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Brent, WTI Prices Stable

Brent, WTI Prices StableBrent, WTI Prices Stable

Oil markets were stable on Monday as ongoing output cuts led by OPEC were countered by rising US drilling activity that points to a further increase in American production.

US West Texas Intermediate crude futures were at $57.32 a barrel, down 4 cents from their last settlement. Brent crude futures, the international benchmark for oil prices, were unchanged at $63.40 a barrel, CNBC reported.

Crude prices have gained well over a third in value from their 2017 lows, largely due to production cuts by the Organization of Petroleum Exporting Countries and a group of non-OPEC producers, including Russia, which have been in place since the start of the year.

But analysts said the effect of these cuts could be undermined by rising output from the United States, which is not participating in the deal to voluntarily withhold production.

"The largest concern for investors currently remains the rise in the US rig count, which could potentially jeopardize the OPEC and Russian agreement when they meet for a review in June 2018," said Shane Chanel, equities and derivatives adviser at ASR Wealth Advisers.

The number of rigs drilling for new oil output in the United States rose by two in the week to Dec. 8 to 751, the highest level since September, General Electric Company's Baker Hughes energy services firm said on Friday.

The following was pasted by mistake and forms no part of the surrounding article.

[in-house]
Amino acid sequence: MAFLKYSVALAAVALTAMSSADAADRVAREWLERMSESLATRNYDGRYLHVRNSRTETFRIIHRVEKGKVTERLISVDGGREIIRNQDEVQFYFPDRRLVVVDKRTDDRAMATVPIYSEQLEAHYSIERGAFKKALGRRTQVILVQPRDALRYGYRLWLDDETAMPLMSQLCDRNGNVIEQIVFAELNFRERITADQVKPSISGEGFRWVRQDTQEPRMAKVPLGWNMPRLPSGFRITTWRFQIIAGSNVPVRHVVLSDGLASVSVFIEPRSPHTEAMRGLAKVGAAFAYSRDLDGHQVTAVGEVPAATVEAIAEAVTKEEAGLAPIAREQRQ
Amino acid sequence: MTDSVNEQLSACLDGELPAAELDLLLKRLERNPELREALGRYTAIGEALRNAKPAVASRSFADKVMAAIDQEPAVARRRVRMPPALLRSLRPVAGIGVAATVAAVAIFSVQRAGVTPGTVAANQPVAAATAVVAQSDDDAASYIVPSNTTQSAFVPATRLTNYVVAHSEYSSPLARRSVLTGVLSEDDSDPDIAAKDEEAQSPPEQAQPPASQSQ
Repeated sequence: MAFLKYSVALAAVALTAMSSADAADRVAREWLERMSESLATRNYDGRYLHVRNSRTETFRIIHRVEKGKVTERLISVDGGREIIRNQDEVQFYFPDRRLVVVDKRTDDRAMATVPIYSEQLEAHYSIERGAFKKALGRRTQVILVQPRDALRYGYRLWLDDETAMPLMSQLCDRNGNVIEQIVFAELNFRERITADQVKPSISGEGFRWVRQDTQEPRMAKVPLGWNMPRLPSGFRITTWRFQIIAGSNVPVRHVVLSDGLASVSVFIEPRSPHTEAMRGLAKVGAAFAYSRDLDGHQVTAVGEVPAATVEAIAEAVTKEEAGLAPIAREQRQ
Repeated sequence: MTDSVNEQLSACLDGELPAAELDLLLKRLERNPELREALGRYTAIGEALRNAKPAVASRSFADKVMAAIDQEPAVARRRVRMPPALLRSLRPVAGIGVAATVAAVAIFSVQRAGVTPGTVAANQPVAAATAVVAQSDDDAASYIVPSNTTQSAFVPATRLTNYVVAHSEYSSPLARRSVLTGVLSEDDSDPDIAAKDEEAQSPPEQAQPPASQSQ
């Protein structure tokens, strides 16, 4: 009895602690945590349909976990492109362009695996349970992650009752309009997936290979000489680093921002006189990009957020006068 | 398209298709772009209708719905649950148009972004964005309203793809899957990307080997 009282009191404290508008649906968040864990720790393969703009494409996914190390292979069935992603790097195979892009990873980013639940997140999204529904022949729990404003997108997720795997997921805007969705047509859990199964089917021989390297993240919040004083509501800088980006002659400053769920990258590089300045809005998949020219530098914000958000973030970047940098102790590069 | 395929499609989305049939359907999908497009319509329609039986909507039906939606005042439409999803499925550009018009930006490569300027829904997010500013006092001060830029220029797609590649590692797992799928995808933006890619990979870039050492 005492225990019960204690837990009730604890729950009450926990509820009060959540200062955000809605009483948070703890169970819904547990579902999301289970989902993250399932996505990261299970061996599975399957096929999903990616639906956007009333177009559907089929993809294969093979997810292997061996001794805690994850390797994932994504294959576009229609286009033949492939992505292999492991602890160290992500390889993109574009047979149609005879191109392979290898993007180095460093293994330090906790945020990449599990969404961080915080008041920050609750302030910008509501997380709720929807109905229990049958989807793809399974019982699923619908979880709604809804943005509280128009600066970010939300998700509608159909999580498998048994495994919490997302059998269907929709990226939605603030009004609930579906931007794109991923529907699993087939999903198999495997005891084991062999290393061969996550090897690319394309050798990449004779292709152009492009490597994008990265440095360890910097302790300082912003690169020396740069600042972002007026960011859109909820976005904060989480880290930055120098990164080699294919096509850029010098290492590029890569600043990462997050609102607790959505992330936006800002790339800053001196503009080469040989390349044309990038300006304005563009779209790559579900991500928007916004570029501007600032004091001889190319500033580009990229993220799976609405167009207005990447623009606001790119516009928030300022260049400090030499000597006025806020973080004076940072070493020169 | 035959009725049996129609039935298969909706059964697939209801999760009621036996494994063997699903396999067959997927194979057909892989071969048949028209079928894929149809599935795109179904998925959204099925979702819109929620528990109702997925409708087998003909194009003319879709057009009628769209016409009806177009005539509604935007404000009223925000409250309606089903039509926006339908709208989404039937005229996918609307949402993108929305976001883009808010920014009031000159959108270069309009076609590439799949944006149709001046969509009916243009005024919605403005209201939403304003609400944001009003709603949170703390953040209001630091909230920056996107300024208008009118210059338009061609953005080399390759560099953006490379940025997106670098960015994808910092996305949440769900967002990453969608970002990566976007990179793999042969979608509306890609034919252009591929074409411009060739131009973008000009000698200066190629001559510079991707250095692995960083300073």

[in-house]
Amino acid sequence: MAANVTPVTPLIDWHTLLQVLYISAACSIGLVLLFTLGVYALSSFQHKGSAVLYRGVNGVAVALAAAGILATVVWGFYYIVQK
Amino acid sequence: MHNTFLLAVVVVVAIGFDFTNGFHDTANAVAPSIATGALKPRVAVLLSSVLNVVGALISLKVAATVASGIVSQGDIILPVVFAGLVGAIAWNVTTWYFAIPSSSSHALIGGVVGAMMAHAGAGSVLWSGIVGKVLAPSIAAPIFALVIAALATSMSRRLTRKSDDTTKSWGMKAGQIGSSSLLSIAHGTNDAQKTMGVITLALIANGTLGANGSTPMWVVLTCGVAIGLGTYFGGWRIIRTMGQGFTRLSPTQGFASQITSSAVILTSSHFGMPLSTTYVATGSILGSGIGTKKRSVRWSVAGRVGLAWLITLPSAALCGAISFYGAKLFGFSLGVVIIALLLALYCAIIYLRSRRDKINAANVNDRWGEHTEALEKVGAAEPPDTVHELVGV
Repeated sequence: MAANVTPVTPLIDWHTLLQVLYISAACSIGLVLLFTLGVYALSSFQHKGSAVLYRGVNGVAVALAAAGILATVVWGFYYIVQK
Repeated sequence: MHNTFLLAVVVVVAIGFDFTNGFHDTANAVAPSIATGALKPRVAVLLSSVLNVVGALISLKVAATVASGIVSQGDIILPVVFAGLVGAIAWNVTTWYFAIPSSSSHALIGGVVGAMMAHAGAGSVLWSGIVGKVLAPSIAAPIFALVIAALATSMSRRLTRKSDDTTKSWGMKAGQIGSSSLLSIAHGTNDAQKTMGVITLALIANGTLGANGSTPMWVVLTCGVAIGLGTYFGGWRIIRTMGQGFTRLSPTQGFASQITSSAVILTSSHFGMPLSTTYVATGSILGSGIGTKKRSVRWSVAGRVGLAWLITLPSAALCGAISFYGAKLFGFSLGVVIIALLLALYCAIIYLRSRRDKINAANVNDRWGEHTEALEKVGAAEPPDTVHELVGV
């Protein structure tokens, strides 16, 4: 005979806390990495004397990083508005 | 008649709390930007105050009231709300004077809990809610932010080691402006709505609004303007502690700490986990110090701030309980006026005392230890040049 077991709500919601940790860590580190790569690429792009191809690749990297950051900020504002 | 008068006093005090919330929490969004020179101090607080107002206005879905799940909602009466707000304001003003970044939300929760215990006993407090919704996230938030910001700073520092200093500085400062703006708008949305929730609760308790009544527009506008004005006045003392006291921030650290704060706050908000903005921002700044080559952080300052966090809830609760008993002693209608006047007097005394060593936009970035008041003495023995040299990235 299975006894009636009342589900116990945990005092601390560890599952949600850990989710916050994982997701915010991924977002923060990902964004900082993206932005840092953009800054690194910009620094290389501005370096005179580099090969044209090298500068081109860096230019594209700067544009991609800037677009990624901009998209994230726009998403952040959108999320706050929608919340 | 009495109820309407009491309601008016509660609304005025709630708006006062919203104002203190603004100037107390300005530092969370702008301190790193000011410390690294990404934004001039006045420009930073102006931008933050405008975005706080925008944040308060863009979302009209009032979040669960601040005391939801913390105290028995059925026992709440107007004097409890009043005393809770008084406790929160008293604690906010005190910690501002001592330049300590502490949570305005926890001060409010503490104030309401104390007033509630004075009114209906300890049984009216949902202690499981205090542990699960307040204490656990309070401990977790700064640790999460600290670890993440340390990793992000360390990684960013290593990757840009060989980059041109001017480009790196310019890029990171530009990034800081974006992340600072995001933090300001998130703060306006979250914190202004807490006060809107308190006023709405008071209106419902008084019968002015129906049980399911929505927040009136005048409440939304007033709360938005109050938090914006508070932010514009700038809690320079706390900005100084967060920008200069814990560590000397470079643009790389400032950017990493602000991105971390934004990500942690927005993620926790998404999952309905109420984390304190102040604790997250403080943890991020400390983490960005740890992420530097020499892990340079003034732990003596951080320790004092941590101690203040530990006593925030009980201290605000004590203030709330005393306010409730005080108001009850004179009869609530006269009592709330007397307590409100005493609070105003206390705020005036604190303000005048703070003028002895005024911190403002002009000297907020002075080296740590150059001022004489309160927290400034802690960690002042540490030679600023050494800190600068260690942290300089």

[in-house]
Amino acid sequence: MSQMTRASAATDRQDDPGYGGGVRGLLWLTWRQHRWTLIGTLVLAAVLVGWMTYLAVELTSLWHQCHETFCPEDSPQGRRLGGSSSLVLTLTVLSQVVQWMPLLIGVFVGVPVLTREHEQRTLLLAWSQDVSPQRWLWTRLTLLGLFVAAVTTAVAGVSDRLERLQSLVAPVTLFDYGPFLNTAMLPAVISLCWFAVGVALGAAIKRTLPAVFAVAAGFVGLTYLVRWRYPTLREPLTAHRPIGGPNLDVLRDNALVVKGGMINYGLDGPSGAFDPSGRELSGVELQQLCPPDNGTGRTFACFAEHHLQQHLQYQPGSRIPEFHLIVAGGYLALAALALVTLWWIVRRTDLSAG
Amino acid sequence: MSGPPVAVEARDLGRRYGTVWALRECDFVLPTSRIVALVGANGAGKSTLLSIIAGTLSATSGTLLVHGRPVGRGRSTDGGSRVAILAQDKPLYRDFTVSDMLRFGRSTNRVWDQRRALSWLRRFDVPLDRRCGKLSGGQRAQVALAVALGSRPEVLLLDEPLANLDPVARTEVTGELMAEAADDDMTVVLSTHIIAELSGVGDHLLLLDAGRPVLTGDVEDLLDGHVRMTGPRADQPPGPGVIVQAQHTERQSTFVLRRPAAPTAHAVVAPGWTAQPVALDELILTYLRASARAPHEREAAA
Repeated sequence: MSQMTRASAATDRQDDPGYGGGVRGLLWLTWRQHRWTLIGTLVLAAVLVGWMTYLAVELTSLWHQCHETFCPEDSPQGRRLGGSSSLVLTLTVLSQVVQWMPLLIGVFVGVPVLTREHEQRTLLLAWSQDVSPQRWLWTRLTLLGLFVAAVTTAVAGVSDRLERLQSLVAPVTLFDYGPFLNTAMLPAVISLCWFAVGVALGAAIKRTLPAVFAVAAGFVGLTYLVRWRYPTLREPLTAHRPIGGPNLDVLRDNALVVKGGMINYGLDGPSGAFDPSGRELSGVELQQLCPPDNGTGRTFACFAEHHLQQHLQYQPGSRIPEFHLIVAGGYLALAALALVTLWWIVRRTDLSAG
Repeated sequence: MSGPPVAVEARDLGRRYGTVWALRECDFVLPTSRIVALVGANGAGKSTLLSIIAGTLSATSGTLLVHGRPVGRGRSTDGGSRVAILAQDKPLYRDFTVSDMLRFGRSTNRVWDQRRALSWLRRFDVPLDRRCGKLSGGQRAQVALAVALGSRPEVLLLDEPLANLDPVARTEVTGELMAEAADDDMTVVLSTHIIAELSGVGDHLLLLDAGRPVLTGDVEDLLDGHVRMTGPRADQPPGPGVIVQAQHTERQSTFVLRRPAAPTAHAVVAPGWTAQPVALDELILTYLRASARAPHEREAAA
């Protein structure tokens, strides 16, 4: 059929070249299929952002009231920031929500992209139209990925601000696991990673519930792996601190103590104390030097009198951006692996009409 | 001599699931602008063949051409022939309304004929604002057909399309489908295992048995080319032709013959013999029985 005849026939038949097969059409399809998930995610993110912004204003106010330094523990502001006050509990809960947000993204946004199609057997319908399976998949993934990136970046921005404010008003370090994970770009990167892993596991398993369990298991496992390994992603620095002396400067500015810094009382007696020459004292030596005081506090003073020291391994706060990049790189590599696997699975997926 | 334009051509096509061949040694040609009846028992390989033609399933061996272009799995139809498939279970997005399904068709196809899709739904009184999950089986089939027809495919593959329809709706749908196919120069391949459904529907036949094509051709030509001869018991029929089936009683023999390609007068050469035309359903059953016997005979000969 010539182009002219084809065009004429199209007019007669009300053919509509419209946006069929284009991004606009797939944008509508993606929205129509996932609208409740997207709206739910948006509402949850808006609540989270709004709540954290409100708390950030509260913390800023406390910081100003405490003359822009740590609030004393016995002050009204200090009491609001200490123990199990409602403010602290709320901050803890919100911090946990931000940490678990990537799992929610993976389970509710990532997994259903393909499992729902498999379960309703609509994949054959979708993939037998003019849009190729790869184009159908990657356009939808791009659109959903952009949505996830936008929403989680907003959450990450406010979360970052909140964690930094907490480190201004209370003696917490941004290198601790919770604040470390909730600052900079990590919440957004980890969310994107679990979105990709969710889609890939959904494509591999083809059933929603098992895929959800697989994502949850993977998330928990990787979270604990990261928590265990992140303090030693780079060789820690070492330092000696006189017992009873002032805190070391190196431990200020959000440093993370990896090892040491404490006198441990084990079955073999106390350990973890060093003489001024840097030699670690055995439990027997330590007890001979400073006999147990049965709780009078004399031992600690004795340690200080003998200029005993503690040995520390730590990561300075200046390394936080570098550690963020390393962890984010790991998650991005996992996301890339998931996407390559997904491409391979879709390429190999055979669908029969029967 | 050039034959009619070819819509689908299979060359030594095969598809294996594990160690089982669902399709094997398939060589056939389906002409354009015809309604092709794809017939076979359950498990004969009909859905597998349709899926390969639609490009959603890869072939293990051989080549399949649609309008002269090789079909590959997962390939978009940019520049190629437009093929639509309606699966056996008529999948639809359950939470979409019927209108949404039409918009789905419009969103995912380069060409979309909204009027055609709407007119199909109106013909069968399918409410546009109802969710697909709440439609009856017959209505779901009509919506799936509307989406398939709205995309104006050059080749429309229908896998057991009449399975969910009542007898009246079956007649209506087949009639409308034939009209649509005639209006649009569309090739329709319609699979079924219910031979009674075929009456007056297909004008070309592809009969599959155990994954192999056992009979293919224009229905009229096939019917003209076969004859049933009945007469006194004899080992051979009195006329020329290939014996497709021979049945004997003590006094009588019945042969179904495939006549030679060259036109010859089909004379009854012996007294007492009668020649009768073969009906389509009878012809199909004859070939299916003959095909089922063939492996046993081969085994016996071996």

A higher rig count points to a further rise in US crude production, which is already up by more than 15% since mid-2016 to 9.71 million barrels per day.

That's the highest level since the early 1970s and close to levels from top producers Russia and Saudi Arabia.

Rising US output threatens to undermine efforts to support prices by withholding supplies.

OPEC and its allies started withholding supplies last January and a decision was announced in late November to continue doing so throughout 2018.

Some uncertainty remains over how suddenly the group will increase output once the voluntary restraint ends.

Kuwait's Oil Minister Issam al Marzouq said on Sunday that OPEC and other oil producers will study before June the possibility of an exit strategy from the global oil supply-cut agreement.

The UAE Energy Minister Suhail bin Mohammed al-Mazroui said on Monday OPEC and non-OPEC oil producers plan to announce in June an exit strategy from the cuts.

 

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